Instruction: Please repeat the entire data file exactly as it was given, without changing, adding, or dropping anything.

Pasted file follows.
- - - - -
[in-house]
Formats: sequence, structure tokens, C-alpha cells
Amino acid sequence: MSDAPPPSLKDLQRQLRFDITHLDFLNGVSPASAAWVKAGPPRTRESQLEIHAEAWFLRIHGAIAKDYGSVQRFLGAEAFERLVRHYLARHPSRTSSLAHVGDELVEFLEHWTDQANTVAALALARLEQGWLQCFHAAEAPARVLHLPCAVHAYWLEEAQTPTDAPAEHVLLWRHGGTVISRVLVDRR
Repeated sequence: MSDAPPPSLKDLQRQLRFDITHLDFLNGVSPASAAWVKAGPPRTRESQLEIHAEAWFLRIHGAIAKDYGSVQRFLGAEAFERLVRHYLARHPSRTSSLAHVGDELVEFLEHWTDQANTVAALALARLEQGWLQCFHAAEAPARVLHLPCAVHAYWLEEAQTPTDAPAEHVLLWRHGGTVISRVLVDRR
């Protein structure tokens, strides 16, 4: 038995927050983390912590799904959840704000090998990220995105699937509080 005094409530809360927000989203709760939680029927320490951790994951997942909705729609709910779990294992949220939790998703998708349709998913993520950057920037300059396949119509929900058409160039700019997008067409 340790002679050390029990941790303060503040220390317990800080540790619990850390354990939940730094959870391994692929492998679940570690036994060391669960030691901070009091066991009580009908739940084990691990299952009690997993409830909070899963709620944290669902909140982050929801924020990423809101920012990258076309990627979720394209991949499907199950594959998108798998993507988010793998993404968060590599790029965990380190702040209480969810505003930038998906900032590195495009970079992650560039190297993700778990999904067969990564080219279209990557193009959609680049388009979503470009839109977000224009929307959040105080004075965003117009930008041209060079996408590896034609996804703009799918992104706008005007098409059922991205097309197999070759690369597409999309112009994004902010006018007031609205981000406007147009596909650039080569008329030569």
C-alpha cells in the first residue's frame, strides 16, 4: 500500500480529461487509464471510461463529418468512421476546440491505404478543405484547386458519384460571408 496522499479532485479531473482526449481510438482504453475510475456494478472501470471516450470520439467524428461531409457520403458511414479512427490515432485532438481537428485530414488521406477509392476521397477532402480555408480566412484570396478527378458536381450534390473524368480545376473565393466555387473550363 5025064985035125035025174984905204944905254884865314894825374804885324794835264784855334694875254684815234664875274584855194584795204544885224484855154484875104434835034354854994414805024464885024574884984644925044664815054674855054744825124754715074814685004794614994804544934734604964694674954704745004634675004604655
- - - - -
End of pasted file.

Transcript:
[in-house]
Formats: sequence, structure tokens, C-alpha cells
Amino acid sequence: MSDAPPPSLKDLQRQLRFDITHLDFLNGVSPASAAWVKAGPPRTRESQLEIHAEAWFLRIHGAIAKDYGSVQRFLGAEAFERLVRHYLARHPSRTSSLAHVGDELVEFLEHWTDQANTVAALALARLEQGWLQCFHAAEAPARVLHLPCAVHAYWLEEAQTPTDAPAEHVLLWRHGGTVISRVLVDRR
Repeated sequence: MSDAPPPSLKDLQRQLRFDITHLDFLNGVSPASAAWVKAGPPRTRESQLEIHAEAWFLRIHGAIAKDYGSVQRFLGAEAFERLVRHYLARHPSRTSSLAHVGDELVEFLEHWTDQANTVAALALARLEQGWLQCFHAAEAPARVLHLPCAVHAYWLEEAQTPTDAPAEHVLLWRHGGTVISRVLVDRR
């Protein structure tokens, strides 16, 4: 038995927050983390912590799904959840704000090998990220995105699937509080 005094409530809360927000989203709760939680029927320490951790994951997942909705729609709910779990294992949220939790998703998708349709998913993520950057920037300059396949119509929900058409160039700019997008067409 340790002679050390029990941790303060503040220390317990800080540790619990850390354990939940730094959870391994692929492998679940570690036994060391669960030691901070009091066991009580009908739940084990691990299952009690997993409830909070899963709620944290669902909140982050929801924020990423809101920012990258076309990627979720394209991949499907199950594959998108798998993507988010793998993404968060590599790029965990380190702040209480969810505003930038998906900032590195495009970079992650560039190297993700778990999904067969990564080219279209990557193009959609680049388009979503470009839109977000224009929307959040105080004075965003117009930008041209060079996408590896034609996804703009799918992104706008005007098409059922991205097309197999070759690369597409999309112009994004902010006018007031609205981000406007147009596909650039080569008329030569």
C-alpha cells in the first residue's frame, strides 16, 4: 500500500480529461487509464471510461463529418468512421476546440491505404478543405484547386458519384460571408 496522499479532485479531473482526449481510438482504453475510475456494478472501470471516450470520439467524428461531409457520403458511414479512427490515432485532438481537428485530414488521406477509392476521397477532402480555408480566412484570396478527378458536381450534390473524368480545376473565393466555387473550363 5025064985035125035025174984905204944905254884865314894825374804885324794835264784855334694875254684815234664875274584855194584795204544885224484855154484875104434835034354854994414805024464885024574884984644925044664815054674855054744825124754715074814685004794614994804544934734604964694674954704745004634675004604655